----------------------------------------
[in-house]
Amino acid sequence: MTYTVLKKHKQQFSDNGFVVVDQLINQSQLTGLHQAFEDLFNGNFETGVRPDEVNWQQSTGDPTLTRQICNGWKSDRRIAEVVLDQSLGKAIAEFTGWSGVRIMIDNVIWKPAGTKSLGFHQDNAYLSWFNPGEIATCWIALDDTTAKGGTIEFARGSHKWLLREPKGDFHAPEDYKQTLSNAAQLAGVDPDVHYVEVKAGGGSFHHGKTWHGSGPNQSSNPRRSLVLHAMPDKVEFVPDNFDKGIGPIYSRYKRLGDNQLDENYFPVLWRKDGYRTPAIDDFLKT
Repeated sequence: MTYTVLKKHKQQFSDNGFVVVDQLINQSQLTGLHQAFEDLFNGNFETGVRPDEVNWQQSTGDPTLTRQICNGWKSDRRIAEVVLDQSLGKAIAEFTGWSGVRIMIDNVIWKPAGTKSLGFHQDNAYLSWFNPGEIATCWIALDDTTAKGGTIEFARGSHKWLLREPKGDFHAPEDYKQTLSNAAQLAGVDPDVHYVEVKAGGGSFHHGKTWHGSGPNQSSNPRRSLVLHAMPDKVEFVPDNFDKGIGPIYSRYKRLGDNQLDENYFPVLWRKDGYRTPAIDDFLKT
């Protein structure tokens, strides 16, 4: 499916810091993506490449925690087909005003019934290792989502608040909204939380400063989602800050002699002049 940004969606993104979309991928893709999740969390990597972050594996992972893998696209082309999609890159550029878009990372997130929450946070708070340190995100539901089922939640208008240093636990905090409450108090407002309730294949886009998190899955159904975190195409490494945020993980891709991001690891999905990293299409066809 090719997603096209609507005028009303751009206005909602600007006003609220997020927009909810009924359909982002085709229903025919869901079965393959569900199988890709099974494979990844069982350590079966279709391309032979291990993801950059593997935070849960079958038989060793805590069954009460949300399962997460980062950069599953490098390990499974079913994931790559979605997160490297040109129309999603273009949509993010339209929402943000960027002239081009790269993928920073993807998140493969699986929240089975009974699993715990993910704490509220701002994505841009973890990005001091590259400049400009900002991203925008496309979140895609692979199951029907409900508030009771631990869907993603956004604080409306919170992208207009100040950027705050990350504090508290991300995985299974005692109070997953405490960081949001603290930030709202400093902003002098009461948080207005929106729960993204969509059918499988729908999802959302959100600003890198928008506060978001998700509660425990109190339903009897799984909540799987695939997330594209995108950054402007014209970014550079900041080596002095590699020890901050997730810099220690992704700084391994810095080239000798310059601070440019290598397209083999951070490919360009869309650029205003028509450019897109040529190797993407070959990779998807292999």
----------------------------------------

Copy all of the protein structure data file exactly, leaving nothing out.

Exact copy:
[in-house]
Amino acid sequence: MTYTVLKKHKQQFSDNGFVVVDQLINQSQLTGLHQAFEDLFNGNFETGVRPDEVNWQQSTGDPTLTRQICNGWKSDRRIAEVVLDQSLGKAIAEFTGWSGVRIMIDNVIWKPAGTKSLGFHQDNAYLSWFNPGEIATCWIALDDTTAKGGTIEFARGSHKWLLREPKGDFHAPEDYKQTLSNAAQLAGVDPDVHYVEVKAGGGSFHHGKTWHGSGPNQSSNPRRSLVLHAMPDKVEFVPDNFDKGIGPIYSRYKRLGDNQLDENYFPVLWRKDGYRTPAIDDFLKT
Repeated sequence: MTYTVLKKHKQQFSDNGFVVVDQLINQSQLTGLHQAFEDLFNGNFETGVRPDEVNWQQSTGDPTLTRQICNGWKSDRRIAEVVLDQSLGKAIAEFTGWSGVRIMIDNVIWKPAGTKSLGFHQDNAYLSWFNPGEIATCWIALDDTTAKGGTIEFARGSHKWLLREPKGDFHAPEDYKQTLSNAAQLAGVDPDVHYVEVKAGGGSFHHGKTWHGSGPNQSSNPRRSLVLHAMPDKVEFVPDNFDKGIGPIYSRYKRLGDNQLDENYFPVLWRKDGYRTPAIDDFLKT
């Protein structure tokens, strides 16, 4: 499916810091993506490449925690087909005003019934290792989502608040909204939380400063989602800050002699002049 940004969606993104979309991928893709999740969390990597972050594996992972893998696209082309999609890159550029878009990372997130929450946070708070340190995100539901089922939640208008240093636990905090409450108090407002309730294949886009998190899955159904975190195409490494945020993980891709991001690891999905990293299409066809 090719997603096209609507005028009303751009206005909602600007006003609220997020927009909810009924359909982002085709229903025919869901079965393959569900199988890709099974494979990844069982350590079966279709391309032979291990993801950059593997935070849960079958038989060793805590069954009460949300399962997460980062950069599953490098390990499974079913994931790559979605997160490297040109129309999603273009949509993010339209929402943000960027002239081009790269993928920073993807998140493969699986929240089975009974699993715990993910704490509220701002994505841009973890990005001091590259400049400009900002991203925008496309979140895609692979199951029907409900508030009771631990869907993603956004604080409306919170992208207009100040950027705050990350504090508290991300995985299974005692109070997953405490960081949001603290930030709202400093902003002098009461948080207005929106729960993204969509059918499988729908999802959302959100600003890198928008506060978001998700509660425990109190339903009897799984909540799987695939997330594209995108950054402007014209970014550079900041080596002095590699020890901050997730810099220690992704700084391994810095080239000798310059601070440019290598397209083999951070490919360009869309650029205003028509450019897109040529190797993407070959990779998807292999």